26 Terminology check By now it should be apparent that the terms network and subnet technically mean two different things. However, it is both common and somewhat accepted to use the terms interchangeably in casual communication. If there is a more general term of the two, it is network. It should also be apparent by now that the terms network mask and subnet mask technically mean two different things. But again, it is both common and somewhat accepted to use the terms interchangeably in casual communication. The term mask is a general term that is commonly used because of its ambiguity. The proper terms are used more consistently in formal communication. 26

27 Variable-length Subnet Masks (VLSM) 27

28 Improving the efficiency of subnet masks VLSM removed the class boundary restriction of traditional subnet masks. With VLSM a network of any class can be subnetted to almost any size. The next series of slides shows examples of VLSM. 28

29 Successive subnets w/ a 26-bit subnet mask The next four slides show a class A network subnetted with a 26-bit subnet mask. Successive subnets are shown; that is, the network addresses are shown in sequence. These slides show that in the same address space as a /24 network or subnet with 254 host addresses, four smaller /26 subnets can be created, each with 62 host addresses. 29

30 1. 26-bit subnet mask ( ) 30

31 2. 26-bit subnet mask ( ) 31

32 3. 26-bit subnet mask ( ) 32

33 4. 26-bit subnet mask ( ) 33

34 Successive subnets w/ a 23-bit subnet mask The next four slides show the same class A network as in the previous slides, but with a 23-bit subnet mask. Successive subnets are shown; that is, the network addresses are shown in sequence. A /23 subnet has 510 host addresses, and this is arguably the largest number of hosts to practically put on a LAN segment. The next larger subnet (22-bit subnet mask) has 1022 host addresses. As explained in the companion document, LANs and VLANs: A Simplified Tutorial, all IP hosts must transmit ARP broadcasts. In addition, IP hosts participate in other exchanges that require broadcasts, and some applications are very broadcast-intensive. A thousand or so hosts transmitting frequent broadcasts to all other hosts on a LAN segment can be very taxing on network and host devices. There are also other reasons, in addition to broadcasts, why a thousand endpoints on one LAN segment would not be desirable. 34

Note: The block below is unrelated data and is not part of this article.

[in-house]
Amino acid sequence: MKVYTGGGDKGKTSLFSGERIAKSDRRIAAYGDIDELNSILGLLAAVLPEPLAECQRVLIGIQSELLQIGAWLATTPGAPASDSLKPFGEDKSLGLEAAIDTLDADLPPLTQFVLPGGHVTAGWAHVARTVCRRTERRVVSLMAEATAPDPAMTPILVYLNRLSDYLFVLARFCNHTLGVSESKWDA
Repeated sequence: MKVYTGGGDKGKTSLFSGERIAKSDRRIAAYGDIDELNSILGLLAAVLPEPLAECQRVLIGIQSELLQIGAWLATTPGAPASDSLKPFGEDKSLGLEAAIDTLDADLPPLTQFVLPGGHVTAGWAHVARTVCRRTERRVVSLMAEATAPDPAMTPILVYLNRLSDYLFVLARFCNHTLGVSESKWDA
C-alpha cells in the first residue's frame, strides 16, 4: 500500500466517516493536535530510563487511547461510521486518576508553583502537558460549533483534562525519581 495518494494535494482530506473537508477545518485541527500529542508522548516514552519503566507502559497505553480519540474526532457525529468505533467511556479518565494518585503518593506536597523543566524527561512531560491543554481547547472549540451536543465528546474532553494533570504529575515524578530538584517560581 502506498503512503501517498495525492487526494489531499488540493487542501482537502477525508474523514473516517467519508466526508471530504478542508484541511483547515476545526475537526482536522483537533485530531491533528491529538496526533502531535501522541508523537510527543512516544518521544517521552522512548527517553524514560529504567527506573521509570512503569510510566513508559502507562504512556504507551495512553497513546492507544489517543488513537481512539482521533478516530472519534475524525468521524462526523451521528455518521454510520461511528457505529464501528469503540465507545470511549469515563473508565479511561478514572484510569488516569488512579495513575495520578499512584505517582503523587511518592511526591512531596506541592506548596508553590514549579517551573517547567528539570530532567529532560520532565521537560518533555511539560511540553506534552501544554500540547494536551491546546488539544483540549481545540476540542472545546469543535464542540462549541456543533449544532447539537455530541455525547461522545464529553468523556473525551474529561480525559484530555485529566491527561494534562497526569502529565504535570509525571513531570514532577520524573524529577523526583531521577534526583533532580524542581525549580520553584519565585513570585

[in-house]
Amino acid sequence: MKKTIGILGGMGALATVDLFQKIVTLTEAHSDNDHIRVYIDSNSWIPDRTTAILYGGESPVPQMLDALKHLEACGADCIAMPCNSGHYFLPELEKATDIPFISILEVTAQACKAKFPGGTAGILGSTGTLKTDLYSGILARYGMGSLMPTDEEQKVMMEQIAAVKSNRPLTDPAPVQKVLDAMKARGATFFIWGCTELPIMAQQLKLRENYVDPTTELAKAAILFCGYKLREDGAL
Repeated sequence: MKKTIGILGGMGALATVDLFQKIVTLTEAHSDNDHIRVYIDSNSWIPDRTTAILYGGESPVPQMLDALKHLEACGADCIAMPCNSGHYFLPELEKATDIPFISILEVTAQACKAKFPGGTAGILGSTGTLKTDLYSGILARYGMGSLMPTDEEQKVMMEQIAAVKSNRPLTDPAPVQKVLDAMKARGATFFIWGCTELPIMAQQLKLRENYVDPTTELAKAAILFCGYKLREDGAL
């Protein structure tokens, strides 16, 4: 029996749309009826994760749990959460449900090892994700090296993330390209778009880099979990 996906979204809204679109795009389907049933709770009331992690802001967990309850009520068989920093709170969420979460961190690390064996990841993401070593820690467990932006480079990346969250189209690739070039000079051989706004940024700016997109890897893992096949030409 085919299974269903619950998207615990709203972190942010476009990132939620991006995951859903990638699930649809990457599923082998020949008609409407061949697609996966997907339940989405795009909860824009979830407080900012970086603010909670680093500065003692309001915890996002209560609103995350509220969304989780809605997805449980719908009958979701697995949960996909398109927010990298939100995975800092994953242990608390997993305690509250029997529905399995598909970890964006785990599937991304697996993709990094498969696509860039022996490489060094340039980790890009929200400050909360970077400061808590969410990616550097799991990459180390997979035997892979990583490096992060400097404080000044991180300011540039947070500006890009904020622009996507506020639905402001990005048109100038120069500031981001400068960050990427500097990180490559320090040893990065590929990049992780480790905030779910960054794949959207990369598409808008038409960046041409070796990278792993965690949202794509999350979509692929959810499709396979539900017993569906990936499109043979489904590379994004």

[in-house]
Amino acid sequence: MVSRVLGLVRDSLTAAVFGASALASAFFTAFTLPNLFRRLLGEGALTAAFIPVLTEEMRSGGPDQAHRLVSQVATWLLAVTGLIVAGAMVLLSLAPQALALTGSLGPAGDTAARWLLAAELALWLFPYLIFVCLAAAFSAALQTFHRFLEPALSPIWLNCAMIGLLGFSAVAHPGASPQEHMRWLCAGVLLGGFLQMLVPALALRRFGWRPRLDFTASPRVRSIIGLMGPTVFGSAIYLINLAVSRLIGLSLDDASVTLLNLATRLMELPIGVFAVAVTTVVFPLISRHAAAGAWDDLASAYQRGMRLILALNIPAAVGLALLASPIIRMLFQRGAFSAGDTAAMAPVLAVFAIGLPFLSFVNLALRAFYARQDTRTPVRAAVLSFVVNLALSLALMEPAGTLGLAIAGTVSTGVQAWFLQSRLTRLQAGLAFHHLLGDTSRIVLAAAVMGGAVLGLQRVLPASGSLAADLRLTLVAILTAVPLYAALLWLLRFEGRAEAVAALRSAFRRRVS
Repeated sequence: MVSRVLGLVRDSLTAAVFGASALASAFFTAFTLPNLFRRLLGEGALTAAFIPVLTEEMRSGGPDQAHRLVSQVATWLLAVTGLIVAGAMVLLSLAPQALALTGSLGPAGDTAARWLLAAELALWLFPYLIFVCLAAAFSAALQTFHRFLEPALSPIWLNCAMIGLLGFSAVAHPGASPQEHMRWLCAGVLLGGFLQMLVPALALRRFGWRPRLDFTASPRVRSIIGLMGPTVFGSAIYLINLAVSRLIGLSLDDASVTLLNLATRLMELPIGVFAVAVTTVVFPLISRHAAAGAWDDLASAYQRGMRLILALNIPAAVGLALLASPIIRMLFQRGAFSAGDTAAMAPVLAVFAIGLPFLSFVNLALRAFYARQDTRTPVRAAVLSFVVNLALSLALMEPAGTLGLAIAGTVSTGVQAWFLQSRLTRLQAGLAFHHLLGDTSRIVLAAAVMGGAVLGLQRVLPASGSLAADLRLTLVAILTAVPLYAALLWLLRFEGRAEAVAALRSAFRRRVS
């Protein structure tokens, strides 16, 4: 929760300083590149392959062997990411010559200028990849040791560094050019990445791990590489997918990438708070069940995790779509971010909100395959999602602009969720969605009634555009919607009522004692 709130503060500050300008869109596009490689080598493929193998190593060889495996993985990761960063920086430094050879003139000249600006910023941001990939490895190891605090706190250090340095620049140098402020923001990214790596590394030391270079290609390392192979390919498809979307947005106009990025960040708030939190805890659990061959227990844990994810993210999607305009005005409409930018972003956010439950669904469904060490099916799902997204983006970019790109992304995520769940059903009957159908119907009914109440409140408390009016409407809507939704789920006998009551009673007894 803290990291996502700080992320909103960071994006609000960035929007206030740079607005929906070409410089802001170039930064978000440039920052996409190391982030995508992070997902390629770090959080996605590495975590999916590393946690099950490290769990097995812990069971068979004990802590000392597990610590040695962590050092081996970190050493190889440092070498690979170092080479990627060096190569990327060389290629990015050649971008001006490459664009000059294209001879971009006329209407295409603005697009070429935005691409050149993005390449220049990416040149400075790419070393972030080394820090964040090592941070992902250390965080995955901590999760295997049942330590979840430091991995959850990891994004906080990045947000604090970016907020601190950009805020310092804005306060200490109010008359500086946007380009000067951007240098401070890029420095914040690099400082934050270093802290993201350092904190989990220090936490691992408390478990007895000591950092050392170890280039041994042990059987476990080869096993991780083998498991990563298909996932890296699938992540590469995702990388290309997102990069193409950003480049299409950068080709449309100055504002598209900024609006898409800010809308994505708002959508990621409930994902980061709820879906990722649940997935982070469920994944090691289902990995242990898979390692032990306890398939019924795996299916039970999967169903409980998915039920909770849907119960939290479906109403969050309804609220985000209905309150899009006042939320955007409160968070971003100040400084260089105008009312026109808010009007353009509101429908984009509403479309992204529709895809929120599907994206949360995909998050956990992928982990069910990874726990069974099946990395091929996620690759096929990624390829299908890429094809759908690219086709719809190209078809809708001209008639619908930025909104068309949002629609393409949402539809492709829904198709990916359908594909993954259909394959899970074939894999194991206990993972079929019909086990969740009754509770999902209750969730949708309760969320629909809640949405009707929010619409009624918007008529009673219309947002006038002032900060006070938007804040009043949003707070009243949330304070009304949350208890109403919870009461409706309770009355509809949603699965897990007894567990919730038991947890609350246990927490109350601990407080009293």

35 1. 23-bit subnet mask ( ) 35

36 2. 23-bit subnet mask ( ) 36

37 3. 23-bit subnet mask ( ) 37

38 4. 23-bit subnet mask ( ) 38

39 Successive subnets w/ a 30-bit subnet mask The next four slides show the same class A network as in the previous slides, but with a 30-bit subnet mask. Successive subnets are shown; that is, the network addresses are shown in sequence. A /30 subnet has two host addresses, and this is the smallest permissible subnet. A /31 subnet has only two addresses because there is only one host bit. This would allow for a network address and a broadcast address and no host addresses. /30 subnets are commonly used for point-to-point links, such as WAN links, because there are only two hosts on the network segment. 39

40 1. 30-bit subnet mask ( ) 40

41 2. 30-bit subnet mask ( ) 41

42 3. 30-bit subnet mask ( ) 42

43 4. 30-bit subnet mask ( ) 43

44 Classless Inter-domain Routing (CIDR) 44

45 Supernetting Very simply stated, CIDR is combining two or more classful networks to create a supernetwork. The most common use of CIDR for actual addressing is to combine two or more class C networks to create a /23 or /22 supernet. For example, the class C networks and could be combined to create /23. The class C networks and could be combined to create /23. These two examples are illustrated in the following slides. 45

46 1. Supernet w/ 23-bit mask ( ) 46

47 2. Supernet w/ 23-bit mask ( ) 47

48 CIDR observations There really is no significant difference between the /23 supernet examples just shown and the /23 subnet examples shown previously. Both networks utilize the same 23-bit mask. Both networks have 510 host addresses. The only difference is that a class A network was subnetted in one set of examples, and two class C networks were supernetted in the other. As with all things in IP addressing, supernets must fall on bit boundaries. There must be a power of 2 number (2, 4, 8, ) of networks in a supernet. A /23 supernet must include two class C networks. A /22 supernet must include four class C networks. For example, it is not possible to create a supernet that includes just and To include both these networks the mask must be 22 bits, and a 22-bit mask must also include the networks and Although the term supernet is used in this tutorial to explain CIDR, this term is not commonly used in casual communication. Instead, most will simply use the term network. 48

49 Routing and Routing Protocols 49

50 The IP header This tutorial will not cover the entire IP header, but it is presented here for reference. For this section it is important to note that every IP packet has an IP header, and therefore has a source and destination IP address. The source address belongs to the host that originated the IP packet. The destination address belongs to the host, or hosts if the packet is a broadcast, that is to receive the IP packet. 50